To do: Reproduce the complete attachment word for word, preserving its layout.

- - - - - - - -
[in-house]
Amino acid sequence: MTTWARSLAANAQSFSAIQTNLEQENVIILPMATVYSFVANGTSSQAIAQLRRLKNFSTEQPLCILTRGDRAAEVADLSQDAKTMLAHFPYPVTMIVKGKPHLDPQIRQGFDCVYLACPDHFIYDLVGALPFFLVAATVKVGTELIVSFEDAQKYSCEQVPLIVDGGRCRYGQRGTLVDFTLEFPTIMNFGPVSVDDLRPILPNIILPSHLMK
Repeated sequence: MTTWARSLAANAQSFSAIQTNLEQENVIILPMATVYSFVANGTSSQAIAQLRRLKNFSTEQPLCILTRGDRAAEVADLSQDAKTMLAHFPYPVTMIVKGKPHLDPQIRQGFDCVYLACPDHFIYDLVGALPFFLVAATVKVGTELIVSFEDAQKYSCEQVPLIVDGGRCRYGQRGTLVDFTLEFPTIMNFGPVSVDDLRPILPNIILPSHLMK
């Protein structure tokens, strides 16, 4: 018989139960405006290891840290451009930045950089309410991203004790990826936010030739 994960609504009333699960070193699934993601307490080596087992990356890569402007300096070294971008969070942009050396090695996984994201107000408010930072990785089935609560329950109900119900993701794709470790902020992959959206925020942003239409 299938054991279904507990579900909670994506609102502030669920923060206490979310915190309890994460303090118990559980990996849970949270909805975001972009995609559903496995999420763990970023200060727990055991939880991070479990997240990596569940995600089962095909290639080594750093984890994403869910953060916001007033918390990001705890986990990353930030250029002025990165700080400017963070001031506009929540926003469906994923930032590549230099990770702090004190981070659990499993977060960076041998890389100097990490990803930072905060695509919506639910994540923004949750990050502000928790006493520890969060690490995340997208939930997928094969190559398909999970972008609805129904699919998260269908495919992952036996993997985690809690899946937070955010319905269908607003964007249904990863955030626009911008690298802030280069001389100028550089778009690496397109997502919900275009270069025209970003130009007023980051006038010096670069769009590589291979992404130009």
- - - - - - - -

[in-house]
Amino acid sequence: MTTWARSLAANAQSFSAIQTNLEQENVIILPMATVYSFVANGTSSQAIAQLRRLKNFSTEQPLCILTRGDRAAEVADLSQDAKTMLAHFPYPVTMIVKGKPHLDPQIRQGFDCVYLACPDHFIYDLVGALPFFLVAATVKVGTELIVSFEDAQKYSCEQVPLIVDGGRCRYGQRGTLVDFTLEFPTIMNFGPVSVDDLRPILPNIILPSHLMK
Repeated sequence: MTTWARSLAANAQSFSAIQTNLEQENVIILPMATVYSFVANGTSSQAIAQLRRLKNFSTEQPLCILTRGDRAAEVADLSQDAKTMLAHFPYPVTMIVKGKPHLDPQIRQGFDCVYLACPDHFIYDLVGALPFFLVAATVKVGTELIVSFEDAQKYSCEQVPLIVDGGRCRYGQRGTLVDFTLEFPTIMNFGPVSVDDLRPILPNIILPSHLMK
């Protein structure tokens, strides 16, 4: 018989139960405006290891840290451009930045950089309410991203004790990826936010030739 994960609504009333699960070193699934993601307490080596087992990356890569402007300096070294971008969070942009050396090695996984994201107000408010930072990785089935609560329950109900119900993701794709470790902020992959959206925020942003239409 299938054991279904507990579900909670994506609102502030669920923060206490979310915190309890994460303090118990559980990996849970949270909805975001972009995609559903496995999420763990970023200060727990055991939880991070479990997240990596569940995600089962095909290639080594750093984890994403869910953060916001007033918390990001705890986990990353930030250029002025990165700080400017963070001031506009929540926003469906994923930032590549230099990770702090004190981070659990499993977060960076041998890389100097990490990803930072905060695509919506639910994540923004949750990050502000928790006493520890969060690490995340997208939930997928094969190559398909999970972008609805129904699919998260269908495919992952036996993997985690809690899946937070955010319905269908607003964007249904990863955030626009911008690298802030280069001389100028550089778009690496397109997502919900275009270069025209970003130009007023980051006038010096670069769009590589291979992404130009």